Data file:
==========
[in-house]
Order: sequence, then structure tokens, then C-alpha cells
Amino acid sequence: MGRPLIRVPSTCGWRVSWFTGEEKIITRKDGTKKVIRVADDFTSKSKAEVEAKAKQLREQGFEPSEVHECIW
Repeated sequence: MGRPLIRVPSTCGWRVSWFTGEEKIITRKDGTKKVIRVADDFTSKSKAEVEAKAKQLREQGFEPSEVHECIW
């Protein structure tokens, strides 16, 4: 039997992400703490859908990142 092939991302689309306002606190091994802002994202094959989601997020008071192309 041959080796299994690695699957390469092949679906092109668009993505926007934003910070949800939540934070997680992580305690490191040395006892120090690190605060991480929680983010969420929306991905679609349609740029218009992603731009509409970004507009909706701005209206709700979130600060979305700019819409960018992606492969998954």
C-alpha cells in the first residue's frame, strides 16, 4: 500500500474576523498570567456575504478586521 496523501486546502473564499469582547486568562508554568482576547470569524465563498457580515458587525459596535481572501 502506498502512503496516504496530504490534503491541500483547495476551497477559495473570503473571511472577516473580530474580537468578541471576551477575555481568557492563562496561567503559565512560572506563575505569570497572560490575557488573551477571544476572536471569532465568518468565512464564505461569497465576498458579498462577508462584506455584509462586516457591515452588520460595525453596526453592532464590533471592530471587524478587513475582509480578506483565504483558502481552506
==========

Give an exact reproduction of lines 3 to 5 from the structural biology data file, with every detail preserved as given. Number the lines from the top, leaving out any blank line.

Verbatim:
Amino acid sequence: MGRPLIRVPSTCGWRVSWFTGEEKIITRKDGTKKVIRVADDFTSKSKAEVEAKAKQLREQGFEPSEVHECIW
Repeated sequence: MGRPLIRVPSTCGWRVSWFTGEEKIITRKDGTKKVIRVADDFTSKSKAEVEAKAKQLREQGFEPSEVHECIW
């Protein structure tokens, strides 16, 4: 039997992400703490859908990142 092939991302689309306002606190091994802002994202094959989601997020008071192309 041959080796299994690695699957390469092949679906092109668009993505926007934003910070949800939540934070997680992580305690490191040395006892120090690190605060991480929680983010969420929306991905679609349609740029218009992603731009509409970004507009909706701005209206709700979130600060979305700019819409960018992606492969998954």